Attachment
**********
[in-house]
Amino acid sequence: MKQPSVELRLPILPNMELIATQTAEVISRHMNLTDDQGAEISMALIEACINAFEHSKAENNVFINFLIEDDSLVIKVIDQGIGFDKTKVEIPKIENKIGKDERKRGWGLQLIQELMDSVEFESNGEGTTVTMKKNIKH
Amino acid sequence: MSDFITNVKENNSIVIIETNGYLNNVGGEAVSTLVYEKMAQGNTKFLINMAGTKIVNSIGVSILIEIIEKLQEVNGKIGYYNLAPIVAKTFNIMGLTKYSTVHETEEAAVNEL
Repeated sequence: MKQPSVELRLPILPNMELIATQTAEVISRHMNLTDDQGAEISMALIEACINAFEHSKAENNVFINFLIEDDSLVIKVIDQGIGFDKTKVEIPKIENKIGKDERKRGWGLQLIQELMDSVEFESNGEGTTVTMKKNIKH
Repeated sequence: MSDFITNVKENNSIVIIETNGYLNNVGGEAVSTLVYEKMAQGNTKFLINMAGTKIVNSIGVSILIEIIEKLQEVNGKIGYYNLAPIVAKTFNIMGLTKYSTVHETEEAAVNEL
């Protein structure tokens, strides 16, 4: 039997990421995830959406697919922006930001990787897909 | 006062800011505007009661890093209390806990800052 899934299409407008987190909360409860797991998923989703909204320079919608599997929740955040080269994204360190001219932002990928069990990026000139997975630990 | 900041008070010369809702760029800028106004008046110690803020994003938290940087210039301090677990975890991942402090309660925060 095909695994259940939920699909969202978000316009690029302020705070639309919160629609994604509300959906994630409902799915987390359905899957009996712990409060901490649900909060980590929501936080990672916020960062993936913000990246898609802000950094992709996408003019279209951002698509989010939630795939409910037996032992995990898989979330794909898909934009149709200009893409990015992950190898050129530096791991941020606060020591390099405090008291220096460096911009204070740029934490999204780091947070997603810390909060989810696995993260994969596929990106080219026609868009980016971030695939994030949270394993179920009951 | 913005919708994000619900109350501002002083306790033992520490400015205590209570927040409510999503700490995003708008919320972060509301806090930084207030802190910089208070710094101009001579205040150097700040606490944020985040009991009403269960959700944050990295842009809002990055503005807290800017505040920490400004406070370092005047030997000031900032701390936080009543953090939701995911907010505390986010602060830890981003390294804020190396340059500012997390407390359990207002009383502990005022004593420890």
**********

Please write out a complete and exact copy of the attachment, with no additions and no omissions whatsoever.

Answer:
[in-house]
Amino acid sequence: MKQPSVELRLPILPNMELIATQTAEVISRHMNLTDDQGAEISMALIEACINAFEHSKAENNVFINFLIEDDSLVIKVIDQGIGFDKTKVEIPKIENKIGKDERKRGWGLQLIQELMDSVEFESNGEGTTVTMKKNIKH
Amino acid sequence: MSDFITNVKENNSIVIIETNGYLNNVGGEAVSTLVYEKMAQGNTKFLINMAGTKIVNSIGVSILIEIIEKLQEVNGKIGYYNLAPIVAKTFNIMGLTKYSTVHETEEAAVNEL
Repeated sequence: MKQPSVELRLPILPNMELIATQTAEVISRHMNLTDDQGAEISMALIEACINAFEHSKAENNVFINFLIEDDSLVIKVIDQGIGFDKTKVEIPKIENKIGKDERKRGWGLQLIQELMDSVEFESNGEGTTVTMKKNIKH
Repeated sequence: MSDFITNVKENNSIVIIETNGYLNNVGGEAVSTLVYEKMAQGNTKFLINMAGTKIVNSIGVSILIEIIEKLQEVNGKIGYYNLAPIVAKTFNIMGLTKYSTVHETEEAAVNEL
């Protein structure tokens, strides 16, 4: 039997990421995830959406697919922006930001990787897909 | 006062800011505007009661890093209390806990800052 899934299409407008987190909360409860797991998923989703909204320079919608599997929740955040080269994204360190001219932002990928069990990026000139997975630990 | 900041008070010369809702760029800028106004008046110690803020994003938290940087210039301090677990975890991942402090309660925060 095909695994259940939920699909969202978000316009690029302020705070639309919160629609994604509300959906994630409902799915987390359905899957009996712990409060901490649900909060980590929501936080990672916020960062993936913000990246898609802000950094992709996408003019279209951002698509989010939630795939409910037996032992995990898989979330794909898909934009149709200009893409990015992950190898050129530096791991941020606060020591390099405090008291220096460096911009204070740029934490999204780091947070997603810390909060989810696995993260994969596929990106080219026609868009980016971030695939994030949270394993179920009951 | 913005919708994000619900109350501002002083306790033992520490400015205590209570927040409510999503700490995003708008919320972060509301806090930084207030802190910089208070710094101009001579205040150097700040606490944020985040009991009403269960959700944050990295842009809002990055503005807290800017505040920490400004406070370092005047030997000031900032701390936080009543953090939701995911907010505390986010602060830890981003390294804020190396340059500012997390407390359990207002009383502990005022004593420890």